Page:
Unnecessary Context Switches & the Myth of Multitasking


Thanks to Tony C. who sent this suggestion as follow-up to the recent Social Media post:

Thought you might be interested in this article and the book that it references – “The Myth of Multitasking

[Disclosure: I haven’t read the book and so this is not an endorsement.]

This book deals with “Human Multitasking” – not operating systems.  There is a common theme to the discussions of this book and to other content about human-multitasking.  Your “cognitive attention” can be directed to any particular task but sharing attention across multiple tasks will reduce performance.

For example, if you read an important email while in a conversation then one activity or both will suffer.  And, you might not even be aware of the impact.

It is worth noting the difference between conscious and sub-conscious tasks.  With sub-conscious tasks, most people can walk and talk at the same time; programmers can type and eat; some of us can even talk, eat and type all at once!

Cost of the UCS (Unnecessary Context Switch)

So what happens in multitasking between conscious tasks?  In reality, a person’s attention will switch between tasks.

It’s just like in context switching in operating systems and like most programmers I find context switching a challenge, especially when working on harder problems.

Each computer context switch has a non-trivial cost including the time to store and restore memory for each context.  Operating systems are designed to optimize context switches even though they are measured as only fractions of a micro-second.

A human context switch might take seconds, minutes or longer.  The more complex the task, the longer the switch will take.

Yet, working environments and desktops sometimes feel like they are set up to create many UCS’s.

When people multitask, particularly if they switch rapidly and repeatedly between tasks, the tasks take longer and errors go up.  Remembering where you were on a task is a big part of the challenge.  The more complex the tasks and the more attentive memory required, the greater the cost (or loss or error) of each switch.

Too often I’ve thought and heard programmer comments like “I was working on this nasty bug when Joe dropped by.  Where was I up to?”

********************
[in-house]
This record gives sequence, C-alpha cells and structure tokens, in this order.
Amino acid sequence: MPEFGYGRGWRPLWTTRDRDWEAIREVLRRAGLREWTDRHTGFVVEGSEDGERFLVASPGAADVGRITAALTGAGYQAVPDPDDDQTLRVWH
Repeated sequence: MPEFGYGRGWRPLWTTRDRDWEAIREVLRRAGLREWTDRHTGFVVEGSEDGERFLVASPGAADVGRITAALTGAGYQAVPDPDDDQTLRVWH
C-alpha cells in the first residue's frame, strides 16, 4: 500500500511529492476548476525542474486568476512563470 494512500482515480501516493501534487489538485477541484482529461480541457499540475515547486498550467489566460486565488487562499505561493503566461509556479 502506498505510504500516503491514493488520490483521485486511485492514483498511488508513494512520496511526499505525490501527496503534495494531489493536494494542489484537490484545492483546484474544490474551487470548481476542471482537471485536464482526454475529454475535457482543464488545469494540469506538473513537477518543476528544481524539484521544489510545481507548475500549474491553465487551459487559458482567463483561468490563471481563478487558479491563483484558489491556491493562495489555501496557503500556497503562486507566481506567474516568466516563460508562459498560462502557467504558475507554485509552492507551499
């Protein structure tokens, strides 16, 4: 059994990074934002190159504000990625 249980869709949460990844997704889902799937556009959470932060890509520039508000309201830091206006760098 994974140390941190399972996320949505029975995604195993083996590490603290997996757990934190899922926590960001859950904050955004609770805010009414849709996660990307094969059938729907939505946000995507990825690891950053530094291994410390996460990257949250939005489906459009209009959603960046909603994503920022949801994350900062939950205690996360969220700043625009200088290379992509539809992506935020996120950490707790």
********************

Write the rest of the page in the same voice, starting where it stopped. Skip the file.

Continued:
The “Octopus”

Doing tasks sequentially seems contrary to a lot of today’s social pressures and office expectations. The ultimate multi-tasker is the “Octopus” who has all eight hands doing separate tasks all at once: email, phone, Blackberry, Facebook, stock ticker and all that.  I think most of us have met an octopus.

Alas, the octopus is considered cool and even macho in some environments.

Maybe that works for some jobs, but not for programming and most other high concentration jobs.  These are best done in sequence.  Doing tasks sequentially requires planning and discipline (not every programmer’s strength!).   Even if it’s not cool to focus,  it saves time and effort, it reduces bugs, and it will be far less stressful.

If your environment doesn’t encourage this, then it’s a good conversation to start.

Returning to the article by Mark Harrison sent in by Tony C, it describes focused attention as a “form of meditation”.  That’s “the zone” for programmers.  Put simply, attempting to multitask will keep a programmer from entering the most productive and rewarding state.  So beware the temptations of distractions, interruptions, the lure of always-on social media, and prepare to defend against unnecessary context switches.

Cheers,
Psygrammer

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One Comment on “Unnecessary Context Switches & the Myth of Multitasking”

  1. […] while back I posted a piece on Unnecessary Context Switches & the Myth of Multitasking looking at some of the research on the topic.  The consistent result: the more things you try to […]


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